Columbia Heights in Northwest Washington, D.C., is replete with everything you’d expect from a bustling urban center: hipsters and shops, nightspots and restaurants. Howard University is just off to the east; the Orange and Green lines of the DC Metro stop right there at 16th Street as people come to and from work; on a nice day, a massive plaza lined with restaurants and cafes attracts visitors, residents, shoppers, or just people who want to hang out by the fountain.
Here’s the predictable part: it wasn’t always like this. The Columbia Heights section of the city has seen unbelievable levels of development. Gentrification, renewal—all loaded terms in the grander sociological scheme—have brought a certain vitality there at which even longtime residents gaze in awe.
And here’s the not-so-predictable part. The effort to revive the neighborhood was not the product of an outside developer preying on a vulnerable neighborhood or a prime piece of real estate. It was part of a four-decade neighborhood movement that is reincorporating the area’s history right in the middle of new development. Like so many urban neighborhoods in the late 1960s, Columbia Heights suffered in the 1968 riots following the assassination of Dr. Martin Luther King Jr. Sixty percent of Columbia Heights’ businesses were burned or looted in those riots, and nearly a fifth of the neighborhood’s housing stock was severely damaged. “This was a ghost town. There was nothing here, and then they began to start, parcel by parcel, getting houses rebuilt, and life was coming back,” said Thomas Dawes, the director of the affordable housing division of the Development Corporation of Columbia Heights (DCCH), a community development corporation formed in 1984 by a handful of community activists. DCCH had an urban renewal goal at that time that focused squarely on assisted rental housing.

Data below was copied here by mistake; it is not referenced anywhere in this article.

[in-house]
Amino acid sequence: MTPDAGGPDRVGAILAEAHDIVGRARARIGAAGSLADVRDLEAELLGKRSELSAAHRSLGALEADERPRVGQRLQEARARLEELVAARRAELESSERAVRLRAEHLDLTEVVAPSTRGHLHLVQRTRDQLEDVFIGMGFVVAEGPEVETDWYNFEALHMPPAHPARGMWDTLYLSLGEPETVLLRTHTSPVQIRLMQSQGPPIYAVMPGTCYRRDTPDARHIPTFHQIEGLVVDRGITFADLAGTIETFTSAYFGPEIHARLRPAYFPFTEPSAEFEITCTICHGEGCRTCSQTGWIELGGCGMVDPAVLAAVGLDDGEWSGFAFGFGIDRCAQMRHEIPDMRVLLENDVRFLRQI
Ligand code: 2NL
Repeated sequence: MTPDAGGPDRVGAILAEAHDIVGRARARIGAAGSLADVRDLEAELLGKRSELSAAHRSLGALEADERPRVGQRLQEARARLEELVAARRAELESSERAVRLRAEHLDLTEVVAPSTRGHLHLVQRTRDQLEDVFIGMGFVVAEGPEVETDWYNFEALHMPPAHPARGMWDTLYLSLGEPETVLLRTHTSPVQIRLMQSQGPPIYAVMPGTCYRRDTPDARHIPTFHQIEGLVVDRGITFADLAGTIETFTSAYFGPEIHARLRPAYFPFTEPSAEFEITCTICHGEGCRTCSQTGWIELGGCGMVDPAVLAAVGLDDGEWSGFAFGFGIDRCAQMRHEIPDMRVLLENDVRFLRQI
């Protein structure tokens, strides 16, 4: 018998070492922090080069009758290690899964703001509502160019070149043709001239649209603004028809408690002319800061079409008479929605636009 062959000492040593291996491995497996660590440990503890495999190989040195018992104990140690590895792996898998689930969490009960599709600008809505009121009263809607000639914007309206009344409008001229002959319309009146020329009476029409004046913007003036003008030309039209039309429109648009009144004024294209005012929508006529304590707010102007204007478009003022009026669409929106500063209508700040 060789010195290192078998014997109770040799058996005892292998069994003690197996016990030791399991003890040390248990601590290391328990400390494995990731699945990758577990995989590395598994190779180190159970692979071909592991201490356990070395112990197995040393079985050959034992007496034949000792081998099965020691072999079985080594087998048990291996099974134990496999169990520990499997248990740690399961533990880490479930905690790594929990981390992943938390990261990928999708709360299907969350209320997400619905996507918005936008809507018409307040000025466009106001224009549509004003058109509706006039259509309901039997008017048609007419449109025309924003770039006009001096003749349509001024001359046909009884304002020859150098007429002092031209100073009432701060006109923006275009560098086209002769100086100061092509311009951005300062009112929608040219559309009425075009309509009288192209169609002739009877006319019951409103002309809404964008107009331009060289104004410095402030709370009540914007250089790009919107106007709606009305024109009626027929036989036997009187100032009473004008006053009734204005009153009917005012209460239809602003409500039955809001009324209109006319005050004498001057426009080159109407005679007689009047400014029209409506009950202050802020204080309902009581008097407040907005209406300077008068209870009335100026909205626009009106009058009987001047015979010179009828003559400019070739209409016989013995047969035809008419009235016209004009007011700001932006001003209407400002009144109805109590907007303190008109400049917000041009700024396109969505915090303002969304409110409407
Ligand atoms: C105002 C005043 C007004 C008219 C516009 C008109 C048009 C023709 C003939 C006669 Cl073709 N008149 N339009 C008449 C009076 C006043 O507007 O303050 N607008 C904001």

“This was vacant land,” he said, pointing to the area known as Tivoli Square, which encompasses the historic Tivoli Theatre, the only landmark remaining at that spot from the days when the neighborhood housed high-level government workers and justices of the U.S. Supreme Court, and then later home to middle class African Americans, where Duke Ellington purchased his first house.
Tivoli Square, which features a revitalized Tivoli Theatre, also contains a Giant Food supermarket, but it’s the looming commercial development just across the street, DC USA, that is clearly (at least visually) the centerpiece and the economic engine of this area. The 550,000 square-foot complex opened early in 2008, bringing Target, Best Buy, Staples, Marshall’s, and a health club to make up the largest retail complex in the city. This is a thriving area, to be sure, with new condos mixed in with the Victorian townhouses that remain from the old days.
On the surface are all the characteristics of classic gentrification: new, mixed-use development with some major anchor stores to add economic vitality to the area, but behind it all is DCCH’s goal of injecting financial investments into the neighborhood along with civic engagement contributions. Governed by a 31-member board of directors composed of residents and business owners, DCCH uses public funds to leverage private funding.